The Boss of Bethnal Green by Julian Woodford

Our winner of London Historians Book of the Year for 2016 is Curiocity by Henry Eliot and Matt Lloyd-Rose. Unconventional format compared with “regular” titles, but so utterly brilliant, we couldn’t not. Thank you Henry and Matt, and congratulations to everyone for such outstanding work.

Previous winners:
2011 Mr Briggs’ Hat by Kate Colquhoun
2012 Mr Foote’s Other Leg by Ian Kelly
2013 Beastly London by Hannah Velten
2014 Played in London by Simon Inglis
2015 The Street of Wonderful Possibilities by Devon Cox

A tad late, but there are still four shopping days left till Christmas. Any one of these will get you brownie points on Sunday morning. Merry Christmas.

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A guest post by London Historians Member, Rob Smith.

November 2016 is the 200th Anniversary of the Spa Fields Riots, a series of demonstrations in favour of parliamentary reform and against taxation that were held on open ground called Spa Fields in Islington, part of which is still a public park today. The Riots were another of the many steps on the way to universal suffrage, but also an example of the ideological splits and personality clashes that will be familiar among protest groups and political movements.

The Times December 3rd 1812

The Times December 3rd 1812

 

The Battle of Waterloo may have ended the Napoleonic Wars but it did not end the discontent the wars had created across Britain. The cost of the wars had been horrendous and taxation had increased to pay for them. The export market for the luxury goods produced by skilled craftsmen had dried up, while the belt tightening going on in Britain’s country houses meant that the market inside Britain was smaller too. George III, now elderly and infirm, left the Prince Regent’s extravagant spending go unchecked, making the monarchy unpopular on the streets of London. The assassination of Spencer Percival meant that the Earl of Liverpool was Prime Minister, effectively the 5th choice man for the job. A rapidly rising population, uncontrolled urbanisation, uncertainty caused by the industrial revolution and higher food prices all added to make, what should have been a time of triumph for Britain, a time of turmoil.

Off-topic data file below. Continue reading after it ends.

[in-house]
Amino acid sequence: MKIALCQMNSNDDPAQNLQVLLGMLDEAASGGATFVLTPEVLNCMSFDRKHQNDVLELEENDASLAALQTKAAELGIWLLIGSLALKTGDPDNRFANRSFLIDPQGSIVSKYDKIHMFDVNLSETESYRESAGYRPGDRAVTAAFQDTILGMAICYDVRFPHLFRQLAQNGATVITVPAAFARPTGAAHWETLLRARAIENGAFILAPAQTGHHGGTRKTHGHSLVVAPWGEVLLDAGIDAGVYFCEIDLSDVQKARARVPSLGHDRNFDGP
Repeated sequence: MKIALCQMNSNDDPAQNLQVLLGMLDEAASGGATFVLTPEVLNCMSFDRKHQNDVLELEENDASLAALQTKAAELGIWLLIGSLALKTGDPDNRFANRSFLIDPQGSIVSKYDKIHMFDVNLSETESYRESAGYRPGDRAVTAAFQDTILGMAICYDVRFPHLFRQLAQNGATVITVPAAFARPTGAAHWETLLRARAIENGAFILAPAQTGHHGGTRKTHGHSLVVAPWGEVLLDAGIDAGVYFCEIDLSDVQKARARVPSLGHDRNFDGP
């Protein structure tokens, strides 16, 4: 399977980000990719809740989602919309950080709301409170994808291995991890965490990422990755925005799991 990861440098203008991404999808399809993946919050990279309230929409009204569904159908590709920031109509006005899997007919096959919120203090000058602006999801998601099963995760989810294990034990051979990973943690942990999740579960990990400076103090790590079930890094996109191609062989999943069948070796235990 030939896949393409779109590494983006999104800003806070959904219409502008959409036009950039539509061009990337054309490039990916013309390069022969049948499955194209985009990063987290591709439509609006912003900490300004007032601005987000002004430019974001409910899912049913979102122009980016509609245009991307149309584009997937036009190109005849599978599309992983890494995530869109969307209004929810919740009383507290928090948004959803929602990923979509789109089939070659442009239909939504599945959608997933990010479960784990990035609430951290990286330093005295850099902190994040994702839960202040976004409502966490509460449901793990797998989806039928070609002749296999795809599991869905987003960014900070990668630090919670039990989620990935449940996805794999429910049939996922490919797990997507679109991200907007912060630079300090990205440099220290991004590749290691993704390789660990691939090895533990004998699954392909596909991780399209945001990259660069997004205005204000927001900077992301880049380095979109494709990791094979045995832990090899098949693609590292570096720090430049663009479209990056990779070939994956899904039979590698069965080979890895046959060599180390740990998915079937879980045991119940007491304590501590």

Opposition to war with France had started back in 1789 when the London Revolution Society were addressed by Richard Price at the Crown and Anchor on the Strand, with a call for support for the French Revolution, an end to the British monarchy and parliamentary reform. During the years of war, legislation like the Treasonable Practices Act of 1795 aimed to prevent literature critical of the war. In 1799 reform groups like The London Corresponding Society were banned, and those attempting to sell Tom Paine’s “The Rights of Man” were imprisoned for selling a dangerous book.

One such was Thomas Spence – one of the more radical revolutionaries in London in the Napoleonic war period. Spence demanded the end of the monarchy, aristocracy and landlords and common ownership of all land. He wanted votes for all, including women, an end to child labour and other cruelties to children, and an end to the war with France. He also called for reform of the English Language, with the introduction of phonetic spelling, which would make learning to read easier for those without access to education. When Spence died in 1814 his followers vowed to continue his work as the Society of Spencean Philanthropists.

In 1816 three Spenceans – Arthur Thistlewood, James Watson and Thomas Preston, decided the time was ripe for action. If they could gather together a large enough group of supporters, the chance to bring about the revolution they had hoped for was finally here. But how to draw the crowd? Thistlewood wrote to two of the best known speakers in the land, William Cobbett (later known for his book Rural Rides) and Henry Hunt. Cobbett refused to attend and warned Hunt not to get involved either, but eventually Hunt agreed to speak at the meeting on November 15th 1816 at Spa Fields in Clerkenwell. Hunt was certainly experienced at talking to huge rallies. Appearances in Birmingham, Blackburn, Stockport and Nottingham that year had drawn audiences of up to 80,000 – earning him the nickname Orator Hunt. The day was set for a huge rally in London.

Henry Hunt by Adam Buck, NPG London.

Henry Hunt by Adam Buck, NPG London.